Checking whether a variable is an integer or not [duplicate]
If you need to do this, do
unless you are in Python 2.x in which case you want
isinstance(<var>, (int, long))
Do not use
type. It is almost never the right answer in Python, since it blocks all the flexibility of polymorphism. For instance, if you subclass
int, your new class should register as an
type will not do:
class Spam(int): passx = Spam(0)type(x) == int # Falseisinstance(x, int) # True
This adheres to Python's strong polymorphism: you should allow any object that behaves like an
int, instead of mandating that it be one.
The classical Python mentality, though, is that it's easier to ask forgiveness than permission. In other words, don't check whether
x is an integer; assume that it is and catch the exception results if it isn't:
try: x += 1except TypeError: ...
This mentality is slowly being overtaken by the use of abstract base classes, which let you register exactly what properties your object should have (adding? multiplying? doubling?) by making it inherit from a specially-constructed class. That would be the best solution, since it will permit exactly those objects with the necessary and sufficient attributes, but you will have to read the docs on how to use it.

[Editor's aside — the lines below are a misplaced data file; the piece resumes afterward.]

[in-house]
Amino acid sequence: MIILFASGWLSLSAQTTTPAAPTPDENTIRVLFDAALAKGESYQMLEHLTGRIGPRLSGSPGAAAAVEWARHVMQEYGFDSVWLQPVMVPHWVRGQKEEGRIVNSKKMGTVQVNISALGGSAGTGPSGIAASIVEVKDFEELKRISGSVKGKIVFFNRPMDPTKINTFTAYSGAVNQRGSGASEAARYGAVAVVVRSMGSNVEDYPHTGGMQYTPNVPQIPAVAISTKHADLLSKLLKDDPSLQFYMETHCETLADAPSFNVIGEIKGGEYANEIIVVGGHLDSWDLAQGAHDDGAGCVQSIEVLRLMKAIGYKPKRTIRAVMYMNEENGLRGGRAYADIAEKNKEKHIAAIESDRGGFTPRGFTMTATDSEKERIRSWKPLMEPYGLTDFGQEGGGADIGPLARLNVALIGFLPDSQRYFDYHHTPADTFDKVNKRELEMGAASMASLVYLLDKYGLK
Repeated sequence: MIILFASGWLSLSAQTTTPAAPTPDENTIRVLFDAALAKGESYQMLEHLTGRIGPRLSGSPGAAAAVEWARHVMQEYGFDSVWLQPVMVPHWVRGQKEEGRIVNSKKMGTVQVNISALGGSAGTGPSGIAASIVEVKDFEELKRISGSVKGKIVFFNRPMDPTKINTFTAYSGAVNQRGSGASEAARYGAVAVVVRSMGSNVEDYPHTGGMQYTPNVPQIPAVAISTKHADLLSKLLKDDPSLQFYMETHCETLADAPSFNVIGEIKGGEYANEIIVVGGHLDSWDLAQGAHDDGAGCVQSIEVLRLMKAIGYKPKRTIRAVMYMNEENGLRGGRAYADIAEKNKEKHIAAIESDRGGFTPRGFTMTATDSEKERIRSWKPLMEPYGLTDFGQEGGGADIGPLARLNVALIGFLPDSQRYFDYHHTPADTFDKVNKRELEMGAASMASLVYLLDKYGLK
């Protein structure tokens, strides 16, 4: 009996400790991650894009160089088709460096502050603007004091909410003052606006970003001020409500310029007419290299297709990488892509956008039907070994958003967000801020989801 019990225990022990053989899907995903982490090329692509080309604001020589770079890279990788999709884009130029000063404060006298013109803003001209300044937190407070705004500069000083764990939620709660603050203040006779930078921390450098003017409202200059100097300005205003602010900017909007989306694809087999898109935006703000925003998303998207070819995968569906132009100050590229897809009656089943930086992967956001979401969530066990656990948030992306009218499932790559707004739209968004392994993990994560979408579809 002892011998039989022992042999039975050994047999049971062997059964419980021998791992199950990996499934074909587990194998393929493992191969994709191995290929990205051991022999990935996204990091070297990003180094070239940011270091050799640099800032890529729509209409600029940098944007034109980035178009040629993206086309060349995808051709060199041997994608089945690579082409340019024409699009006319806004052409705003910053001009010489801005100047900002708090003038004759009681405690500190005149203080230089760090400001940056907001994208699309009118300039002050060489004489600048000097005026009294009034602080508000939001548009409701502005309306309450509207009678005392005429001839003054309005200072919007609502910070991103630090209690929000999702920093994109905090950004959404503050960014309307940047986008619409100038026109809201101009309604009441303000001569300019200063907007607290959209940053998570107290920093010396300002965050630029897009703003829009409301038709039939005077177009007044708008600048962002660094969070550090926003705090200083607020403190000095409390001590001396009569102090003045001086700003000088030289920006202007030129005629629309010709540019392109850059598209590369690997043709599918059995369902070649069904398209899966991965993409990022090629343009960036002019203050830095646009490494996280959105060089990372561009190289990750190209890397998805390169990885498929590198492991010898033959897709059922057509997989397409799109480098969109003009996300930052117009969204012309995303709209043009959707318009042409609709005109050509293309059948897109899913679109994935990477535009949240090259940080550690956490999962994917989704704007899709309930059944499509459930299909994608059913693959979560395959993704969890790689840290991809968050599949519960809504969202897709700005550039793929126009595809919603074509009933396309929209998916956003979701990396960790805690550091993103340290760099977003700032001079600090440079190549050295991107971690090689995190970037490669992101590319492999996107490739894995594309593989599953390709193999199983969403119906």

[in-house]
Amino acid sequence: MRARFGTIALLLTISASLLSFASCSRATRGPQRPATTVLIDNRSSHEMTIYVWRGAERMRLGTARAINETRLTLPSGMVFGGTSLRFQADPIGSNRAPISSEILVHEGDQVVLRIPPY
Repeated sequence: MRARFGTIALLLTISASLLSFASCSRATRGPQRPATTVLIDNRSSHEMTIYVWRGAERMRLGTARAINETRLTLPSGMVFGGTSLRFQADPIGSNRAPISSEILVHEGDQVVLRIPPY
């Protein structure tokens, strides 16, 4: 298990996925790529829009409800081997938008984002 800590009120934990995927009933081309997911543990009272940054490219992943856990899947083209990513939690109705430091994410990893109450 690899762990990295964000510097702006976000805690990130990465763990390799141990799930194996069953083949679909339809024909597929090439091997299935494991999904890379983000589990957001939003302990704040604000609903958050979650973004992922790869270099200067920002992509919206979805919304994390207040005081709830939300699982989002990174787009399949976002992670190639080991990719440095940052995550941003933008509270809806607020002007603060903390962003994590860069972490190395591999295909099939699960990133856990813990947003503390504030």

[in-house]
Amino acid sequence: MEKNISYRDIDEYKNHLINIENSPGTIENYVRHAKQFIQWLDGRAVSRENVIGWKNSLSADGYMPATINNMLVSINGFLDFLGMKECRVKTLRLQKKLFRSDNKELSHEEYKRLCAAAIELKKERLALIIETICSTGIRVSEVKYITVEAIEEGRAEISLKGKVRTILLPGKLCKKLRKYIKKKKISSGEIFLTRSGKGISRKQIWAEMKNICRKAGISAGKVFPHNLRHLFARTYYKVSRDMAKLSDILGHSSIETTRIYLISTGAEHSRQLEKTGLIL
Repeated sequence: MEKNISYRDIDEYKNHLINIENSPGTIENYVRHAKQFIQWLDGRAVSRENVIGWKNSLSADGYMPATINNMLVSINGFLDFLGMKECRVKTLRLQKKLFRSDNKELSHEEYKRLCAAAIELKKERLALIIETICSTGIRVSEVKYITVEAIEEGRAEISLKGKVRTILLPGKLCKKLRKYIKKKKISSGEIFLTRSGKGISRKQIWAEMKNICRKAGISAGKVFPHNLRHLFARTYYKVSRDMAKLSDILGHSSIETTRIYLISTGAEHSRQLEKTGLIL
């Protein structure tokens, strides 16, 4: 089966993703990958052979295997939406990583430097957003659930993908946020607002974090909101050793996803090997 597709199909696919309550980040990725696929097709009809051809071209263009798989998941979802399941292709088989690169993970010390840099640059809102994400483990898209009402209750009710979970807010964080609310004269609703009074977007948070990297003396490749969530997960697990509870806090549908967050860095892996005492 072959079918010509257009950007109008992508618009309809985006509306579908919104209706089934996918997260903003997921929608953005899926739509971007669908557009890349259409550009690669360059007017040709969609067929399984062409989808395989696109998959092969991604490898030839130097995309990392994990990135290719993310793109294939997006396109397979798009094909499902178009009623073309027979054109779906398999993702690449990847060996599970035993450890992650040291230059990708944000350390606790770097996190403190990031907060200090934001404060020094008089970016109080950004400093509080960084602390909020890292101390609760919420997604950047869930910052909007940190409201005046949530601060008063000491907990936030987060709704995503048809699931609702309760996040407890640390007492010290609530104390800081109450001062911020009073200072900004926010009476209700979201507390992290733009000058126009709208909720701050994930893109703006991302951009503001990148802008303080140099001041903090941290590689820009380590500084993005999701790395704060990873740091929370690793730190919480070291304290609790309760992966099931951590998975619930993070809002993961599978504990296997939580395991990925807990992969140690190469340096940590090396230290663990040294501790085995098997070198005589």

All proposed answers so far seem to miss the fact that a double (floats in python are actually doubles) can also be an integer (if it has nothing after the decimal point). I use the built-in
is_integer() method on doubles to check this.
Example (to do something every xth time in a for loop):
for index in range(y): # do something if (index/x.).is_integer(): # do something special
You can always convert to a float before calling this method. The three possibilities:
Otherwise, you could check if it is an int first like Agostino said:
def is_int(val): if type(val) == int: return True else: if val.is_integer(): return True else: return False
Here's a summary of the different methods mentioned here:
int(x) == x
try x = operator.index(x)
and here's how they apply to a variety of numerical types that have integer value:
You can see they aren't 100% consistent. Fraction and Rational are conceptually the same, but one supplies a
.index() method and the other doesn't. Complex types don't like to convert to int even if the real part is integral and imaginary part is 0.
np.int8|16|32|64(5) means that
np.int32(5), etc. all behave identically)